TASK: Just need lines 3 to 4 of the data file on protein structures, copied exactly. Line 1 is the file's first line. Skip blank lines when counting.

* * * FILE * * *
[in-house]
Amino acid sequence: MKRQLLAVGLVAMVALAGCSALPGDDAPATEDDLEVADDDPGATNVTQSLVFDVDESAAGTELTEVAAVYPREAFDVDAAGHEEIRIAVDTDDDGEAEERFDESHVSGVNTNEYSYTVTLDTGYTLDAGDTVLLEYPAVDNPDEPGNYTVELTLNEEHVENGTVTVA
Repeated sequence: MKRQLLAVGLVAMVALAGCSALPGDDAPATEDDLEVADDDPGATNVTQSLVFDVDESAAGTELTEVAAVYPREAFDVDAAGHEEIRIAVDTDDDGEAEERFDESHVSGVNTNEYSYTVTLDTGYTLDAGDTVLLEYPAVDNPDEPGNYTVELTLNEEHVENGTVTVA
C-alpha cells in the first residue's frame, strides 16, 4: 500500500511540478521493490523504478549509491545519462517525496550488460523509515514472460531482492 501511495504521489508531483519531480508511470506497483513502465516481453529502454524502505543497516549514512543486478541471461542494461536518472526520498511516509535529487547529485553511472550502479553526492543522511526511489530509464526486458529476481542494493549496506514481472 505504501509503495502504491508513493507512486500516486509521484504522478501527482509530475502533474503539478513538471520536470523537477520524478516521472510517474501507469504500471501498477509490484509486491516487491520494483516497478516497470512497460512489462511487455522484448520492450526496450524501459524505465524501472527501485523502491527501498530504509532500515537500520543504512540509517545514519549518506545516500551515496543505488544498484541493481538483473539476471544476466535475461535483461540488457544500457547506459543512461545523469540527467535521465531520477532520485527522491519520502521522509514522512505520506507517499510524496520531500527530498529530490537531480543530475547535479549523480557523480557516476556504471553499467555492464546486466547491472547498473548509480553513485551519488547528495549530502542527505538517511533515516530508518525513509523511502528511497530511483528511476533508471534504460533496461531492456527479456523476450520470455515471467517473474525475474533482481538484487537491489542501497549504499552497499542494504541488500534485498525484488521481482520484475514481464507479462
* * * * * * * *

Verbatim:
Repeated sequence: MKRQLLAVGLVAMVALAGCSALPGDDAPATEDDLEVADDDPGATNVTQSLVFDVDESAAGTELTEVAAVYPREAFDVDAAGHEEIRIAVDTDDDGEAEERFDESHVSGVNTNEYSYTVTLDTGYTLDAGDTVLLEYPAVDNPDEPGNYTVELTLNEEHVENGTVTVA
C-alpha cells in the first residue's frame, strides 16, 4: 500500500511540478521493490523504478549509491545519462517525496550488460523509515514472460531482492 501511495504521489508531483519531480508511470506497483513502465516481453529502454524502505543497516549514512543486478541471461542494461536518472526520498511516509535529487547529485553511472550502479553526492543522511526511489530509464526486458529476481542494493549496506514481472 505504501509503495502504491508513493507512486500516486509521484504522478501527482509530475502533474503539478513538471520536470523537477520524478516521472510517474501507469504500471501498477509490484509486491516487491520494483516497478516497470512497460512489462511487455522484448520492450526496450524501459524505465524501472527501485523502491527501498530504509532500515537500520543504512540509517545514519549518506545516500551515496543505488544498484541493481538483473539476471544476466535475461535483461540488457544500457547506459543512461545523469540527467535521465531520477532520485527522491519520502521522509514522512505520506507517499510524496520531500527530498529530490537531480543530475547535479549523480557523480557516476556504471553499467555492464546486466547491472547498473548509480553513485551519488547528495549530502542527505538517511533515516530508518525513509523511502528511497530511483528511476533508471534504460533496461531492456527479456523476450520470455515471467517473474525475474533482481538484487537491489542501497549504499552497499542494504541488500534485498525484488521481482520484475514481464507479462